I had hoped that the white moderate would understand that law and order exist for the purpose of establishing justice and that when they fail in this purpose they become the dangerously structured dams that block the flow of social progress. I had hoped that the white moderate would understand that the present tension in the South is a necessary phase of the transition from an obnoxious negative peace, in which the Negro passively accepted his unjust plight, to a substantive and positive peace, in which all men will respect the dignity and worth of human personality. Actually, we who engage in nonviolent direct action are not the creators of tension. We merely bring to the surface the hidden tension that is already alive. We bring it out in the open, where it can be seen and dealt with. Like a boil that can never be cured so long as it is covered up but must be opened with all its ugliness to the natural medicines of air and light, injustice must be exposed, with all the tension its exposure creates, to the light of human conscience and the air of national opinion before it can be cured.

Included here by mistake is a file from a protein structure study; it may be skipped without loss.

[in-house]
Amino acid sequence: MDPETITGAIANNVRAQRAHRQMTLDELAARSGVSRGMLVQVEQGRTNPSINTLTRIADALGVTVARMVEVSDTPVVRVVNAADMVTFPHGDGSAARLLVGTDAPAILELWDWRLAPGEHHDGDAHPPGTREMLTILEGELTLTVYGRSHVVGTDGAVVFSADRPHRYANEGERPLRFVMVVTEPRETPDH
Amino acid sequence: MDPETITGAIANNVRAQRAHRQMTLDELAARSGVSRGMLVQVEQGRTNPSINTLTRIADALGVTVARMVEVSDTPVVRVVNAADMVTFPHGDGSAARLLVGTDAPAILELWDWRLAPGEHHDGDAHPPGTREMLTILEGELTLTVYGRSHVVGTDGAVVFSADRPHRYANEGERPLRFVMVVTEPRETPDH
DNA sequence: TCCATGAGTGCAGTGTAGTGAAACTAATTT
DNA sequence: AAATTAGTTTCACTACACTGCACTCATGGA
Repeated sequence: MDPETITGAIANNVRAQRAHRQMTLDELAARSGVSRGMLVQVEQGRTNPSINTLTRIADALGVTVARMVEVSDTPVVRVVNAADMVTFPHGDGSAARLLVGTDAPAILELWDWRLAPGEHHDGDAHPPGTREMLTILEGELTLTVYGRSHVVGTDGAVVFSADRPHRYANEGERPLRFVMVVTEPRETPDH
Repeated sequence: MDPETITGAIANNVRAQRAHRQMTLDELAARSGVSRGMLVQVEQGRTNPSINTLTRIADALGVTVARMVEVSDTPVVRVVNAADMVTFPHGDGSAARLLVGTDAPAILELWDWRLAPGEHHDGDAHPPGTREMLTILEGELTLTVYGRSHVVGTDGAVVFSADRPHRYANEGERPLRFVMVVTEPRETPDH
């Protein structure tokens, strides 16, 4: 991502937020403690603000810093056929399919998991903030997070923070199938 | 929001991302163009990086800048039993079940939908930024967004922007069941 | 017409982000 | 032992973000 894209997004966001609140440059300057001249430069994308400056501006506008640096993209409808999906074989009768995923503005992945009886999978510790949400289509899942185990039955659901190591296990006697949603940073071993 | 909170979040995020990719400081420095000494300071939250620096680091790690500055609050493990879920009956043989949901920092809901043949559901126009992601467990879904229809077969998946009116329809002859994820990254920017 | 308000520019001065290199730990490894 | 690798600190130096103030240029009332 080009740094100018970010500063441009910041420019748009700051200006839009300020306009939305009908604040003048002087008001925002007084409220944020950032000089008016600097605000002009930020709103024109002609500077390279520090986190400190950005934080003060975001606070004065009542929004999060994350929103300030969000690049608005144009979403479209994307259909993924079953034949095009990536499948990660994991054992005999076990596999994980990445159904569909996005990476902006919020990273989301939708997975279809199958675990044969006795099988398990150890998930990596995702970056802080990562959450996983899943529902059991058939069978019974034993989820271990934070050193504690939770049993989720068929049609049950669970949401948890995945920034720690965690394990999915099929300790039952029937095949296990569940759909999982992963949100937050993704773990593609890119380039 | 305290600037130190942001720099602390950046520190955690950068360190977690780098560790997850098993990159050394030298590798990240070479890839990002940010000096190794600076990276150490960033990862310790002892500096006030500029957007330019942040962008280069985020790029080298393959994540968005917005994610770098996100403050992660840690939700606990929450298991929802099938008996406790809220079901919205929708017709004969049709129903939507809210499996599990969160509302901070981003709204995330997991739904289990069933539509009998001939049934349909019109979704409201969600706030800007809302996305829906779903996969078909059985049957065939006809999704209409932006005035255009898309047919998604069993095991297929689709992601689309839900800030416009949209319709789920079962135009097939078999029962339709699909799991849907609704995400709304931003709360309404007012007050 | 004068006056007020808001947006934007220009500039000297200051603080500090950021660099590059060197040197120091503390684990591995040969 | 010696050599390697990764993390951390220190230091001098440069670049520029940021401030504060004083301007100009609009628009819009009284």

In your statement you assert that our actions, even though peaceful, must be condemned because they precipitate violence. But is this a logical assertion? Isn't this like condemning a robbed man because his possession of money precipitated the evil act of robbery? Isn't this like condemning Socrates because his unswerving commitment to truth and his philosophical inquiries precipitated the act by the misguided populace in which they made him drink hemlock? Isn't this like condemning Jesus because his unique God consciousness and never ceasing devotion to God's will precipitated the evil act of crucifixion? We must come to see that, as the federal courts have consistently affirmed, it is wrong to urge an individual to cease his efforts to gain his basic constitutional rights because the quest may precipitate violence. Society must protect the robbed and punish the robber. I had also hoped that the white moderate would reject the myth concerning time in relation to the struggle for freedom. I have just received a letter from a white brother in Texas. He writes: "All Christians know that the colored people will receive equal rights eventually, but it is possible that you are in too great a religious hurry. It has taken Christianity almost two thousand years to accomplish what it has. The teachings of Christ take time to come to earth." Such an attitude stems from a tragic misconception of time, from the strangely irrational notion that there is something in the very flow of time that will inevitably cure all ills. Actually, time itself is neutral; it can be used either destructively or constructively. More and more I feel that the people of ill will have used time much more effectively than have the people of good will. We will have to repent in this generation not merely for the hateful words and actions of the bad people but for the appalling silence of the good people. Human progress never rolls in on wheels of inevitability; it comes through the tireless efforts of men willing to be co workers with God, and without this hard work, time itself becomes an ally of the forces of social stagnation. We must use time creatively, in the knowledge that the time is always ripe to do right. Now is the time to make real the promise of democracy and transform our pending national elegy into a creative psalm of brotherhood. Now is the time to lift our national policy from the quicksand of racial injustice to the solid rock of human dignity.